25.06.1895 (Antwerp, Belgium) - 30.08.1981 (Ostend, Belgium)
Alice Frey is a Belgian painter, born in Antwerp in 1895. She was initially trained as a dressmaker, a trade that she shortly taught as a school teacher. When the First World War broke out in 1914, her family moved to Ostend, a city along the Belgian coast. There she met James Ensor, 35 years older than she, today a renowned artist who painted in an expressionist and surrealist style and is considered an innovator in 19th-century art. They became close friends and Ensor encouraged Alice's interest in art.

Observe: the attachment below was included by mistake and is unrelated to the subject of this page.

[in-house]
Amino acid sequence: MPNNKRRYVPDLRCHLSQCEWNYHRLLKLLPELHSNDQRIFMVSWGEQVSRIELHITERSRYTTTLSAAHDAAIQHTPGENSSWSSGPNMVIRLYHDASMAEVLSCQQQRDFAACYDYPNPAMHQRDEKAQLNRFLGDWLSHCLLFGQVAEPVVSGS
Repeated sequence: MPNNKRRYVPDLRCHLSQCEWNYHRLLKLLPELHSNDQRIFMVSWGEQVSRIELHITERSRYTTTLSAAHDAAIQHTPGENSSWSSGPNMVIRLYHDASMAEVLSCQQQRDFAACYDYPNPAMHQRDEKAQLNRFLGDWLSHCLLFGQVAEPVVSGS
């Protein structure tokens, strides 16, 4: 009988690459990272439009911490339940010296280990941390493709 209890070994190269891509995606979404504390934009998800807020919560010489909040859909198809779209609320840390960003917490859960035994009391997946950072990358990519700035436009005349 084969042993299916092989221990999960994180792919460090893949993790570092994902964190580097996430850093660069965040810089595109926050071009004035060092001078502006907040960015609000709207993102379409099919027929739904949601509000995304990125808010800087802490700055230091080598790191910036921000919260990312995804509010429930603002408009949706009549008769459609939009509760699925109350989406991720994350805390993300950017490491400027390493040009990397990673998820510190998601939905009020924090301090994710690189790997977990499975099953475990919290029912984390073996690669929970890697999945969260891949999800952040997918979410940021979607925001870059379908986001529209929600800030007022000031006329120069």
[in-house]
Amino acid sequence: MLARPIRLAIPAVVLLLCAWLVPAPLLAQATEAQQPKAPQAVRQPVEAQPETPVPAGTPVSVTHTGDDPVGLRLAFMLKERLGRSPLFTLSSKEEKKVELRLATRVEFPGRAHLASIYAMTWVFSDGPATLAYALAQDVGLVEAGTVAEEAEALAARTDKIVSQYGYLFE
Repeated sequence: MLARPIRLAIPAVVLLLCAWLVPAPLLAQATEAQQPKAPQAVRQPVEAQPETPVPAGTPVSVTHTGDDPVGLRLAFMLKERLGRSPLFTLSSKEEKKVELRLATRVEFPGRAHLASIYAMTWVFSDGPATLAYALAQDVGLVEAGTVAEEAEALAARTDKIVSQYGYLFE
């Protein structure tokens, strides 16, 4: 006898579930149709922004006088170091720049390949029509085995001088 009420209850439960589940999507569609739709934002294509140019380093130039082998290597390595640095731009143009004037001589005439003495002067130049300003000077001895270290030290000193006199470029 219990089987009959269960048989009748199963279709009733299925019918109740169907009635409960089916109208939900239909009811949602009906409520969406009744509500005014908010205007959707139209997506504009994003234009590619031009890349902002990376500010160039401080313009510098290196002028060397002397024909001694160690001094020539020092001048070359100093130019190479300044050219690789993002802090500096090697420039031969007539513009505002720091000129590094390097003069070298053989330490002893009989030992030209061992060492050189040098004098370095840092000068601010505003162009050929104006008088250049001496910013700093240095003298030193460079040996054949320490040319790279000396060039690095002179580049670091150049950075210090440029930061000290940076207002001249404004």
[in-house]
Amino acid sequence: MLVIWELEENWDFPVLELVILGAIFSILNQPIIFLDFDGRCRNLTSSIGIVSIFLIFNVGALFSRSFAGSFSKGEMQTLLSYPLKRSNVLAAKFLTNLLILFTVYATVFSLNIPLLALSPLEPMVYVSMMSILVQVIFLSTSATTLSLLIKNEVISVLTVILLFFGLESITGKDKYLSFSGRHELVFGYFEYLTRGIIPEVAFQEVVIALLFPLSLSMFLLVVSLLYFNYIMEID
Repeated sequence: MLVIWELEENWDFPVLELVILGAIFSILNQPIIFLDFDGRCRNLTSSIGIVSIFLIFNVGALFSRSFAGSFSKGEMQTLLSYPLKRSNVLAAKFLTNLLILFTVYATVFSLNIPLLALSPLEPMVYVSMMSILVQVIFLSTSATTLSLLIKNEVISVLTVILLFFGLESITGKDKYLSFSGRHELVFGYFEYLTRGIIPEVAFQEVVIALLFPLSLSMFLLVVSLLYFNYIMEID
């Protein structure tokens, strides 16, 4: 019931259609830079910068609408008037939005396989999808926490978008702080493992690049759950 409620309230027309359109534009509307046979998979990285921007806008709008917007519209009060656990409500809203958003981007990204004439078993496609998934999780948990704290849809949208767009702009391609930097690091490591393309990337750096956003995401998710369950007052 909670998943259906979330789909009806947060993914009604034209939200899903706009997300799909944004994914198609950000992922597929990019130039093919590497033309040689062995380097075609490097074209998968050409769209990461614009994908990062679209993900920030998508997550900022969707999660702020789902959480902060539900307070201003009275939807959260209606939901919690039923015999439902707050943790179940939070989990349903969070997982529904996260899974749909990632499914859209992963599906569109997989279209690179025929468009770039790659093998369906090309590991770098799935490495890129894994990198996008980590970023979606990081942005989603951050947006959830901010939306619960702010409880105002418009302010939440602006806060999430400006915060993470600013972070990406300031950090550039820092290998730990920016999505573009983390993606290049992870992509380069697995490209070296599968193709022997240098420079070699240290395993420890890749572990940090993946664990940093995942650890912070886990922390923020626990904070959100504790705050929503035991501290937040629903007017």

When the First World War ended in 1918, she enrolled as a student in the Academy of Fine Arts in Antwerp, where she studied drawing and painting. Later she formed part of a group known as Lumière, which published a journal. A second journal, Ça Ira, was established by Alice herself, and these publications contributed to the avant-garde movement in Belgium in the 1920s.
Frey's work was widely exhibited in her lifetime. Stylistically, her work was influenced by Ensor, Marc Chagall and Edgard Tytgat. Whereas her early works are expressionist, her later work may be closer to magic realism.